For the second round of social media highlights, we’re taking a look at Guinness. In case you missed the first one, check it out here.
How to evolve a brand with social media marketing
Guinness’ social media marketing strategy is fascinating for several reasons:
They’re an old brand
Founded in 1759, after Arthur Guinness signs a 9,000-year lease on the brewery, it’s been a staple around the world, including its home base in Ireland and here in the U.S. It’s not a brand that needs a ton of introductions — many people are familiar with it.
In fact, on St. Patrick’s Day alone, 13 million Guinnesses are consumed world-wide.
So what happened between 1759 and today?
The Guinness brand evolved around creating and perfecting a product — the stout. The company started investing in innovation as far back at 1893. Today Guinness stands for:
- Good beer – the kind you take the time to enjoy, not the kind you chug
- Responsible beer drinkers – a Guinness drinker does not over indulge or drive drunk
- Connecting with other people – Community is a huge part of the Guinness brand. Pints are meant to be shared with family and friends, accompanied by stories and great conversation. This is not the type of beer you drink staring at your smartphone or alone in your garage.
It’s beer. Just beer. How much could you really say about it on social media?
So Guinness’ social media squad took this challenge and delivered spectacular results.
Their secret ingredient?
Simple, yet compelling, visuals.
Of, yep, you guessed it: beer. And of course, visuals of the people who make it and the people who drink it.
None of those people are extraordinary, yet the tale told by Guinness links it all together so it seems extraordinary.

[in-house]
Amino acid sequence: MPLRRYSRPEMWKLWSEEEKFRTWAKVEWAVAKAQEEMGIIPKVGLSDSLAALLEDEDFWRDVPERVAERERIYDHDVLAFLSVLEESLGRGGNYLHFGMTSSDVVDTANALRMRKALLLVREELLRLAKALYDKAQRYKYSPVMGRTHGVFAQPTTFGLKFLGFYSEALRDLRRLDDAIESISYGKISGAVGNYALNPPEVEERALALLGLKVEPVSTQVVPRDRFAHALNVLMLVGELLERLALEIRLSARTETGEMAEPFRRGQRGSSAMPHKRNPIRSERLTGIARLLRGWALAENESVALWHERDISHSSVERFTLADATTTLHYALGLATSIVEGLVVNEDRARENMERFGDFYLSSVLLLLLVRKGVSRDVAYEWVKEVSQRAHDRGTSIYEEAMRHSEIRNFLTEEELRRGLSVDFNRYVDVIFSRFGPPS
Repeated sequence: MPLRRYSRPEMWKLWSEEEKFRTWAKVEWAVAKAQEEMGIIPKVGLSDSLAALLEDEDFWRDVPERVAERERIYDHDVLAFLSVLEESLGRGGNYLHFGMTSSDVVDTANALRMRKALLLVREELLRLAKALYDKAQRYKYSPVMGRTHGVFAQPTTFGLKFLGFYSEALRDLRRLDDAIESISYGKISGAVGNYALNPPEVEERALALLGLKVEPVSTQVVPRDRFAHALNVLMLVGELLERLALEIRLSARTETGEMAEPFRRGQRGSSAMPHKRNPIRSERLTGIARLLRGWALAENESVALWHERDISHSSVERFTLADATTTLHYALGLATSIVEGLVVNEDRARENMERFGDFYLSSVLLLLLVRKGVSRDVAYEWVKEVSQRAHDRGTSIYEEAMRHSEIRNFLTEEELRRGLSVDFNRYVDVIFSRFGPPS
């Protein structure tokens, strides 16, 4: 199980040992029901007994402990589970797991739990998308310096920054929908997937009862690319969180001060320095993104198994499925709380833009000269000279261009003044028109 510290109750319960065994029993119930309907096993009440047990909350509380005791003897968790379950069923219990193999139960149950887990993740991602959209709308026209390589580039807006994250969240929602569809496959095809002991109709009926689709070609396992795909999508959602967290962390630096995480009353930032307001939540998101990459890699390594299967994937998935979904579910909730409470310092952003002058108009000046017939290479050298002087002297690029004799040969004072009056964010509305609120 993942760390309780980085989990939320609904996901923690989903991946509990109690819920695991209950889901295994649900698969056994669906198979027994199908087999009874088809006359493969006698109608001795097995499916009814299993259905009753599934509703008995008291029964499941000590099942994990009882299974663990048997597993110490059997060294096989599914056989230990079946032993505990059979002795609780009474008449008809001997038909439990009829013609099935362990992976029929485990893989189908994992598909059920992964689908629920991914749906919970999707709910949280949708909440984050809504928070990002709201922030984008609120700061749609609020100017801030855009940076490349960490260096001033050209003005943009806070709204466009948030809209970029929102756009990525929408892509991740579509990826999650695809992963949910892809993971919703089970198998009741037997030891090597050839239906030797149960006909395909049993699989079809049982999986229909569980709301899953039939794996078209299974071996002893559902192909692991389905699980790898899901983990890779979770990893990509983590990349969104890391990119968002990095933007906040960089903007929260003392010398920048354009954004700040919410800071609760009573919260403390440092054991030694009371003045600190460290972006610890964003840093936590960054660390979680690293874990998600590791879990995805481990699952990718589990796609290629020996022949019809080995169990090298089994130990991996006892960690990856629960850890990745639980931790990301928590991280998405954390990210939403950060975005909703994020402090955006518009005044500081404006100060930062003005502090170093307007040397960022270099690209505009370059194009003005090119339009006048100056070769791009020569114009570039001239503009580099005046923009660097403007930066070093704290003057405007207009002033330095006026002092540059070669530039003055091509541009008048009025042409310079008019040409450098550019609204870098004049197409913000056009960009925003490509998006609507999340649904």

Here are a few reasons why Guinness is an excellent example of social media marketing done right:
The brand voice developed to be modern, yet true to the legacy of the brand
Guinness produces likeable photos of their beer and frequently reminds followers to drink responsibly. Their visuals and text content are deliberate in maintaining Guinness’ reputation of being drunk slowly, with friends, usually at a bar or a table and always accompanied by good conversation.
You can see this in their Facebook About section:
Guinness’s’ brand stays close to that, and far away from the beach party, bikini wearing, #squadgoals of the likes of Bud Light.
See the difference?
No one is sky diving with their Guinness. No one is achieving epic life goals and enjoying a Guinness afterward.
With their Instagram content in particular, most of the content only shows the product itself and let the viewer/user make up the rest of the story.
They break the fourth wall of social media
Guinness’s social media marketing experts sometimes break that fourth wall and give their name and the city they’re in.
Authentic BBQ in the concrete jungle of NYC? When you’ve got 15 pitmasters from all over the US for @BigAppleBBQ, yes! The Guinness is flowing (like Blonde American Lager, Irish Wheat and Draught) and the barbecue is tasting a-mazing. Check out my Instastory, but only if you’re ok with drooling a little. ^Heather, Guinness Correspondent
This effort gives the Guinness brand the opportunity to use social media for what it’s meant for – to be social.
To be human.
To be accessible.
By naming their social media managers, the gap between the viewer and the brand is bridged.
Guinness responds authentically – not with cookie-cutter templates
They are damn friendly with their social responses.
It’s like having a conversation with your friend – except it’s one of the world’s oldest beer brands. This friendliness transcends social media channels, too.
If you Tweet Guinness, expect a response like this:
If you can’t be in Ireland, we’ll bring Ireland to you. Sláinte, Charlie!
— Guinness US (@GuinnessUS) June 30, 2017
And if you comment on an Instagram post, Guinness sends positive vibes your way.
This major beer brand uses social media not just for marketing, but also for:
- Customer service
- Building a community that feels warm, inviting and inclusive
- Sales, especially since followers tend to comment about the availability of a certain type of beer – and the social media managers quickly guide them to find their closest distributor
So if an old brand, with a core product of a stout beer, can modernize and resonate with consumers through social media, what can your brand do with it?